Thursday, March 28, 2013

Takers And Makers-- Paul Ryan vs Jesus


Whether you believe in Satan as an existential concept or as a bogeyman-- or, if you're a Mormon, as Jesus' bro-- no one would be a better representative of the doctrine's inherent Hellish precepts than Wisconsin mutinous Catholic Paul Ryan. Once again, the U.S. Conference of Catholic Bishops have denounced Ryan's immoral budget that makes a mockery of the most fundamental teachings of Jesus Christ. Paul Ryan's message-- the message of the entire GOP these days-- is all about "takers" vs "makers." Jesus' most basic teaching:
Blessed are the poor in spirit, for theirs is the kingdom of heaven.
Blessed are those who mourn, for they will be comforted.
Blessed are the meek, for they will inherit the earth.
Blessed are those who hunger and thirst for righteousness, for they will be filled.
Blessed are the merciful, for they will be shown mercy.
Blessed are the pure in heart, for they will see God.
Blessed are the peacemakers, for they will be called children of God.
Blessed are those who are persecuted because of righteousness, for theirs is the kingdom of heaven.
This week, Les Leopold, author of How To Make A Million Dollars An Hour: Why Hedge Funds Get Away With Siphoning Off America's Wealth, reported at the Corporate Social Responsibility Newswire on why Jesus reacted so violently to hedge fund managers money changers. He mentions that "In 2009, David Tepper, the head of the Appaloosa hedge fund, earned an astounding $4 billion. Personally. (That’s $1,923,076.92 per hour.) The following year, John Paulson of Paulson and Co. broke Tepper’s record, hauling in $4.9 billion, or $2,355,769.34 per hour!"

In case you don't recognize the names, Tepper and Paulson are major Republican Party donors. Tepper, for example, wrote Romney's Restore Our Future PAC a check for $375,000 and then gave the right-wing American Unity PAC $150,000, part of the money they used smearing Raul Ruiz, Bill Foster and John Tierney. Last year he also wrote a check to the RNC for $30,000 and then gave the NRSC and NRCC $20,000 each on the same day. Paulson is even worse and in the last few years gave immense sums to reactionary candidates-- mostly Republicans but also Wall Street-friendly Democrats-- including a cool $1,000,000 single check to Romney's Restore Our Future PAC. But Leopold's point wasn't political, per se. It's that "each firm reportedly earned around $20 billion. More amazing still is that they earned these enormous incomes during the two most horrific economic years since the Great Depression-- and they did it with only a skeleton crew."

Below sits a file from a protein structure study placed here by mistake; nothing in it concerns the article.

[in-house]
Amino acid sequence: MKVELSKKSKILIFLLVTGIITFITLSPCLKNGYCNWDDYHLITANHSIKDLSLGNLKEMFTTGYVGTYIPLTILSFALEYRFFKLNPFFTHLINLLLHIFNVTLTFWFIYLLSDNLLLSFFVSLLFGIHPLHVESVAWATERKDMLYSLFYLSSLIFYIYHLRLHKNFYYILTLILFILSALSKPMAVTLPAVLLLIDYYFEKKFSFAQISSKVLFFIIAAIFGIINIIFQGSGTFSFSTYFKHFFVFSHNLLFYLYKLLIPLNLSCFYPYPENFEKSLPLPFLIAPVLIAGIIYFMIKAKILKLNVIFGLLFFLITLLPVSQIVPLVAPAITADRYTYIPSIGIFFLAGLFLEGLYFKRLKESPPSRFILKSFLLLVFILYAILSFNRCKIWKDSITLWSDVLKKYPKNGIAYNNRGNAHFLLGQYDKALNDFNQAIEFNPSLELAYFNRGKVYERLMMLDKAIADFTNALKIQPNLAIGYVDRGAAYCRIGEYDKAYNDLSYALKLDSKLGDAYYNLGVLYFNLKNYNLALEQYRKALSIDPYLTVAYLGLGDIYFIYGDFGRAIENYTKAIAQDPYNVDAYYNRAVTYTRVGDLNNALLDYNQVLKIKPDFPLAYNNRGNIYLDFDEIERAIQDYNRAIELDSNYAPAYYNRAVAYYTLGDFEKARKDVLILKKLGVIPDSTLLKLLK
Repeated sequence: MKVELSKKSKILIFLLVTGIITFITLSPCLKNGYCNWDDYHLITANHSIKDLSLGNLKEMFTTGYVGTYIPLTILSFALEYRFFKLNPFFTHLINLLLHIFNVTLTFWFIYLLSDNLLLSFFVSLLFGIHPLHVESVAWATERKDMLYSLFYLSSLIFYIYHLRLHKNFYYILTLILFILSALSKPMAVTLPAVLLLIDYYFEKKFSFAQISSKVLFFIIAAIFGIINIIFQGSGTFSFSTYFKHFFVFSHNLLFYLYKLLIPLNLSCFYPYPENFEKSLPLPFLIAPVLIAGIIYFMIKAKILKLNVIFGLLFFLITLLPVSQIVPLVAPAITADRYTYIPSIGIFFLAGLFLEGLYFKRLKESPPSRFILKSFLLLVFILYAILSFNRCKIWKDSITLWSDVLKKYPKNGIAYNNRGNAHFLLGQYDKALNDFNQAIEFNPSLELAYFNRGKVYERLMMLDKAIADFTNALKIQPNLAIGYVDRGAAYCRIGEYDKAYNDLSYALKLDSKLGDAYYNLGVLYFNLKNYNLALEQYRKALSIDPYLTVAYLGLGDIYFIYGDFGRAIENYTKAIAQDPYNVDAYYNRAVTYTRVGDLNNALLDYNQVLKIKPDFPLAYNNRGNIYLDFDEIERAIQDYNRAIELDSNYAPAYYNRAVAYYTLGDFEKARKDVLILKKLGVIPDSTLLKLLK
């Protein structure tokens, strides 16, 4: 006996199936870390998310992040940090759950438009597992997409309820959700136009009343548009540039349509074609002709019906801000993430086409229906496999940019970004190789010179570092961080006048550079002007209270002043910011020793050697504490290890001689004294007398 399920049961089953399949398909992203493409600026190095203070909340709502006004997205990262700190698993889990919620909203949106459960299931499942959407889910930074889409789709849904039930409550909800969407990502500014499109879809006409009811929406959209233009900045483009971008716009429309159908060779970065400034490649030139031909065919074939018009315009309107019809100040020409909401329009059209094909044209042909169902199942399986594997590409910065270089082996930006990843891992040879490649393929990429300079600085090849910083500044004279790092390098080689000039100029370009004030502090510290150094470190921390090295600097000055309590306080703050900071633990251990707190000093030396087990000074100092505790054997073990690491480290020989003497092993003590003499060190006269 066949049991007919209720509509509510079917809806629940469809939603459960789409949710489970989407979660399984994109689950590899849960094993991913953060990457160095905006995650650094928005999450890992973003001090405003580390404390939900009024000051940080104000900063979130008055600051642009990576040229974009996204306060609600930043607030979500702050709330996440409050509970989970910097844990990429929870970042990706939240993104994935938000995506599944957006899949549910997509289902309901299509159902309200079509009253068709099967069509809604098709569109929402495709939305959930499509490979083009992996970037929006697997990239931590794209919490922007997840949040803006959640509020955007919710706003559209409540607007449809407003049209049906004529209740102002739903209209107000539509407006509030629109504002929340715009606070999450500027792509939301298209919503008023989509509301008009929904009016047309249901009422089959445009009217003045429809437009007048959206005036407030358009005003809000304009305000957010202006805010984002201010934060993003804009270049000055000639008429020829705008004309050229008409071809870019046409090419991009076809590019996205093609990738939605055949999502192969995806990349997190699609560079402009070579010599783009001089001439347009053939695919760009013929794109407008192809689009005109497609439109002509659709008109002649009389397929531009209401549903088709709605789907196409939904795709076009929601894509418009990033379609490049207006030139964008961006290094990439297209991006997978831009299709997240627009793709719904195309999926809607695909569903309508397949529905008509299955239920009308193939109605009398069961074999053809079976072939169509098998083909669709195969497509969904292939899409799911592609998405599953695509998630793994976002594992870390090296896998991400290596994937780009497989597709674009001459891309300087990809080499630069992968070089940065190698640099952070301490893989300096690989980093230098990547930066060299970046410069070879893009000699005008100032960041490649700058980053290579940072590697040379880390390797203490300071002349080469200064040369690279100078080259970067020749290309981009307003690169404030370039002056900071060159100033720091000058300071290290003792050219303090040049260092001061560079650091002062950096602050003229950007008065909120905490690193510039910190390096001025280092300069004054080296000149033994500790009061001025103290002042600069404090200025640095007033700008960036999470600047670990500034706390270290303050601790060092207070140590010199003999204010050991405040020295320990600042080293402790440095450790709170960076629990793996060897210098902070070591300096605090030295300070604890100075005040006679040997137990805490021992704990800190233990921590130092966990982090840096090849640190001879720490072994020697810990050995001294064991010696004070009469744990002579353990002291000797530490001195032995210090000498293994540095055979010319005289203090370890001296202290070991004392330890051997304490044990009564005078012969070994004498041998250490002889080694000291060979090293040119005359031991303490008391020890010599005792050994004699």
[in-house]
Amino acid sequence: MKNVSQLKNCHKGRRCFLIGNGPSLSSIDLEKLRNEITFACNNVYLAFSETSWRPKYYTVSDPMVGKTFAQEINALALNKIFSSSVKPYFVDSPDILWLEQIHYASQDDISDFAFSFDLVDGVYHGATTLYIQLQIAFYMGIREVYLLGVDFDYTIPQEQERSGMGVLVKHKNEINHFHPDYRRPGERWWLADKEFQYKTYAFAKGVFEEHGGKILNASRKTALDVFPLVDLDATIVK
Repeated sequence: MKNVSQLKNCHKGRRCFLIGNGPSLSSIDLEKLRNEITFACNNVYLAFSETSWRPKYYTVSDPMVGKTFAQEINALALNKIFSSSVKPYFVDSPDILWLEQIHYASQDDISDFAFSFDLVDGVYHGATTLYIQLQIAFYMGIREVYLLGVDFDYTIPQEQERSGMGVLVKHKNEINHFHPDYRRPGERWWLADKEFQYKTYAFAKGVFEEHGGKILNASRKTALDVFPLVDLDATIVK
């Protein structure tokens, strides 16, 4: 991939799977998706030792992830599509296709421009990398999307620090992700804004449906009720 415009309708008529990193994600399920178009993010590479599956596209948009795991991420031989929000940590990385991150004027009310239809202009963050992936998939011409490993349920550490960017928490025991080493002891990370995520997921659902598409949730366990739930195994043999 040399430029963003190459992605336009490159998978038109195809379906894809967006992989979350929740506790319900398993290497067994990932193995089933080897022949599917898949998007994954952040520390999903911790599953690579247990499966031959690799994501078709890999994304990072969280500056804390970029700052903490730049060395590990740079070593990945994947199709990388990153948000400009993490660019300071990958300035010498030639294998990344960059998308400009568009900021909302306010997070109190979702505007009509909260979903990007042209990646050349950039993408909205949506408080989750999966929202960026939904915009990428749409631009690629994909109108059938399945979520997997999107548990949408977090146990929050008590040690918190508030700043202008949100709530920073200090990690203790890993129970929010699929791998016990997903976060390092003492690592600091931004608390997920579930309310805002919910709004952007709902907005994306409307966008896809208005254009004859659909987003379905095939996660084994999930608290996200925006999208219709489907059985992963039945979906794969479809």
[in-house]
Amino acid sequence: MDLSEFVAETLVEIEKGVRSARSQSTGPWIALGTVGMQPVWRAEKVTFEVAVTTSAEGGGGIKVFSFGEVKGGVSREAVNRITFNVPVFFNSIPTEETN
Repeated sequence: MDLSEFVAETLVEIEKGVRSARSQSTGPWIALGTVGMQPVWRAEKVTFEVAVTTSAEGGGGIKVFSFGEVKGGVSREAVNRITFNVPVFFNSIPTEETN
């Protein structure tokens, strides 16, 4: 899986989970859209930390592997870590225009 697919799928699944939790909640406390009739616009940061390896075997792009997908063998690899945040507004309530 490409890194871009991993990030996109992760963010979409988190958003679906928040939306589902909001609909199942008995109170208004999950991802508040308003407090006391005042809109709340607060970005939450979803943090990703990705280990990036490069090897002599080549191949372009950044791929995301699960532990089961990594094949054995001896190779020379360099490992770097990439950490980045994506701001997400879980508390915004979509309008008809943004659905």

So, here’s the real puzzle: How did these two hedge funds, which have fewer than 100 employees each, make as much money as Apple Inc., which relies on the hard work of its nearly 30,000 U.S. employees (and the incredible hard work of another 700,000 workers and contractors globally)?

Hint: Produce nothing tangible for the real economy. Don’t waste your time inventing or manufacturing stuff. In the hedge fund game, you don’t make-- you take. And for good reason.

Making things or providing services to large numbers of people is a complicated business. You have to have a marketable idea, probably a brilliant one. You have to hire workers. You have to manage them. (You may even have to deal with a union, God forbid.) You need to build a spirit of cooperation and a culture that values high quality and customer service.

And don’t forget the R&D you'll need to keep the innovation flowing. Of course, you also have to compete in a crowded global marketplace, create an entirely new niche, or both. It’s the kind of work that keeps you up at all hours. The sweat in sweat equity is real. No way do you want to go near this game when you could run a hedge fund instead.